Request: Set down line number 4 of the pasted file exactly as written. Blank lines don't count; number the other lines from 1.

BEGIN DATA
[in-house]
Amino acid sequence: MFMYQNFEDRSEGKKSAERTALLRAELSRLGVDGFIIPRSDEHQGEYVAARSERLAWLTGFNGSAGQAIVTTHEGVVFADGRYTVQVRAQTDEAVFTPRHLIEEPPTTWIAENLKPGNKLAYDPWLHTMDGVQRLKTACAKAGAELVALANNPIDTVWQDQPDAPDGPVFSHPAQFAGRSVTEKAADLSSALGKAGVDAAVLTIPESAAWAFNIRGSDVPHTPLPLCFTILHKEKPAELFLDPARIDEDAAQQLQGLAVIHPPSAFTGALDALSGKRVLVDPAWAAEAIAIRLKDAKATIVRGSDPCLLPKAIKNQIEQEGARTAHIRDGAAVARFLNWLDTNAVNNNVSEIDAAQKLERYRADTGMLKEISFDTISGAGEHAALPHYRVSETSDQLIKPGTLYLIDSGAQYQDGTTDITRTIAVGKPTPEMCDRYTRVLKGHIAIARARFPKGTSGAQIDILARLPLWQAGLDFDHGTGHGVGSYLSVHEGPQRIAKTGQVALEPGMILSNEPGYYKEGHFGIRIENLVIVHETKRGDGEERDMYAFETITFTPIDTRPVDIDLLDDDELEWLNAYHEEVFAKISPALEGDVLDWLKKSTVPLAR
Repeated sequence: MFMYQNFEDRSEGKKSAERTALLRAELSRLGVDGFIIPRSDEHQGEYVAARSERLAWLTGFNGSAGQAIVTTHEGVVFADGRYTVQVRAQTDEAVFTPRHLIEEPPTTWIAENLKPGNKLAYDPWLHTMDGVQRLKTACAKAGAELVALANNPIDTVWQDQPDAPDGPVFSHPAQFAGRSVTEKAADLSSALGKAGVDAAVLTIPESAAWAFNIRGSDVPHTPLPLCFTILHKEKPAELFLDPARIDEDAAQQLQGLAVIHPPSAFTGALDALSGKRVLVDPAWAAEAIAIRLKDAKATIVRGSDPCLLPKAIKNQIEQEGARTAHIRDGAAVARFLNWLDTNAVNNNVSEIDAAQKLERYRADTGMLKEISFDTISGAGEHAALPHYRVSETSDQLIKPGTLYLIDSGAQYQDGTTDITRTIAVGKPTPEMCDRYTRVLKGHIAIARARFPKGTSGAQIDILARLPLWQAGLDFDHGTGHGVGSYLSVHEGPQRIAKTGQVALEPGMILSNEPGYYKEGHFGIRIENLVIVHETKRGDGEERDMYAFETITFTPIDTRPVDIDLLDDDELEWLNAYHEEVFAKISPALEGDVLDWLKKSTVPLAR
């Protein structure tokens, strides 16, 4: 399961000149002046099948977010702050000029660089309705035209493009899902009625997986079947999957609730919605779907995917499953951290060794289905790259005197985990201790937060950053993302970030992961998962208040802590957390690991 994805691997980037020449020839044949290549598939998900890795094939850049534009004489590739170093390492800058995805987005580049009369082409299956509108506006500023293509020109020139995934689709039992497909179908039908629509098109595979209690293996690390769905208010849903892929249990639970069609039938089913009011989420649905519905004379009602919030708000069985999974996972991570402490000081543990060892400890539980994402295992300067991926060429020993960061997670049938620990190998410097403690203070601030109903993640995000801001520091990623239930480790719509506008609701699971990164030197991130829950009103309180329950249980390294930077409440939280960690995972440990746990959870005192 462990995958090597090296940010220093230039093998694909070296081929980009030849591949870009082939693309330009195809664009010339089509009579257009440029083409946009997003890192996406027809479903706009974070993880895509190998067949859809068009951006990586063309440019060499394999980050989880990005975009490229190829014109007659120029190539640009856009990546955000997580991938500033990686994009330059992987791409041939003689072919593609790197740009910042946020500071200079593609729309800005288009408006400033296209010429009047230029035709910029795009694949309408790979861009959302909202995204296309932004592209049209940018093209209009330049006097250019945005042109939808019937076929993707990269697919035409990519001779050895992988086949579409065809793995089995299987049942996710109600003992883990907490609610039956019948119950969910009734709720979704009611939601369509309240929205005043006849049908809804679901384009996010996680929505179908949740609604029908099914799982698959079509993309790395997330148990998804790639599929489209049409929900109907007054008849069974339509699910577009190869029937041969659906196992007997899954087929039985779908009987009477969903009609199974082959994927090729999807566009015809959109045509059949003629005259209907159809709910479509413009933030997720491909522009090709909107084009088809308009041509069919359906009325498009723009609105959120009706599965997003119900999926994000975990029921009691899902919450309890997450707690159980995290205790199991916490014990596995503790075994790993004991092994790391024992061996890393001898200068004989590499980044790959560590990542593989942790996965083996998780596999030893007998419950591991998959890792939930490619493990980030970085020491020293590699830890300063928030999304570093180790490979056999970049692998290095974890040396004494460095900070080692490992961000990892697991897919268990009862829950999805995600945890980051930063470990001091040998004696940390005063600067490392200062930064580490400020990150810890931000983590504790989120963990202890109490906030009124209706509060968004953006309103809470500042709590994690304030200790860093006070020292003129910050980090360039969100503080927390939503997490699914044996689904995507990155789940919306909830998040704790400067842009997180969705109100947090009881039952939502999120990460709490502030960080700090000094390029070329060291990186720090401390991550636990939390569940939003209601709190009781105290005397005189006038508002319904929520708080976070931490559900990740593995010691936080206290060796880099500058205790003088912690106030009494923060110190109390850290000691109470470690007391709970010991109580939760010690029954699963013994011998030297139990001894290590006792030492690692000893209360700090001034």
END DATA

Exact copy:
């Protein structure tokens, strides 16, 4: 399961000149002046099948977010702050000029660089309705035209493009899902009625997986079947999957609730919605779907995917499953951290060794289905790259005197985990201790937060950053993302970030992961998962208040802590957390690991 994805691997980037020449020839044949290549598939998900890795094939850049534009004489590739170093390492800058995805987005580049009369082409299956509108506006500023293509020109020139995934689709039992497909179908039908629509098109595979209690293996690390769905208010849903892929249990639970069609039938089913009011989420649905519905004379009602919030708000069985999974996972991570402490000081543990060892400890539980994402295992300067991926060429020993960061997670049938620990190998410097403690203070601030109903993640995000801001520091990623239930480790719509506008609701699971990164030197991130829950009103309180329950249980390294930077409440939280960690995972440990746990959870005192 462990995958090597090296940010220093230039093998694909070296081929980009030849591949870009082939693309330009195809664009010339089509009579257009440029083409946009997003890192996406027809479903706009974070993880895509190998067949859809068009951006990586063309440019060499394999980050989880990005975009490229190829014109007659120029190539640009856009990546955000997580991938500033990686994009330059992987791409041939003689072919593609790197740009910042946020500071200079593609729309800005288009408006400033296209010429009047230029035709910029795009694949309408790979861009959302909202995204296309932004592209049209940018093209209009330049006097250019945005042109939808019937076929993707990269697919035409990519001779050895992988086949579409065809793995089995299987049942996710109600003992883990907490609610039956019948119950969910009734709720979704009611939601369509309240929205005043006849049908809804679901384009996010996680929505179908949740609604029908099914799982698959079509993309790395997330148990998804790639599929489209049409929900109907007054008849069974339509699910577009190869029937041969659906196992007997899954087929039985779908009987009477969903009609199974082959994927090729999807566009015809959109045509059949003629005259209907159809709910479509413009933030997720491909522009090709909107084009088809308009041509069919359906009325498009723009609105959120009706599965997003119900999926994000975990029921009691899902919450309890997450707690159980995290205790199991916490014990596995503790075994790993004991092994790391024992061996890393001898200068004989590499980044790959560590990542593989942790996965083996998780596999030893007998419950591991998959890792939930490619493990980030970085020491020293590699830890300063928030999304570093180790490979056999970049692998290095974890040396004494460095900070080692490992961000990892697991897919268990009862829950999805995600945890980051930063470990001091040998004696940390005063600067490392200062930064580490400020990150810890931000983590504790989120963990202890109490906030009124209706509060968004953006309103809470500042709590994690304030200790860093006070020292003129910050980090360039969100503080927390939503997490699914044996689904995507990155789940919306909830998040704790400067842009997180969705109100947090009881039952939502999120990460709490502030960080700090000094390029070329060291990186720090401390991550636990939390569940939003209601709190009781105290005397005189006038508002319904929520708080976070931490559900990740593995010691936080206290060796880099500058205790003088912690106030009494923060110190109390850290000691109470470690007391709970010991109580939760010690029954699963013994011998030297139990001894290590006792030492690692000893209360700090001034």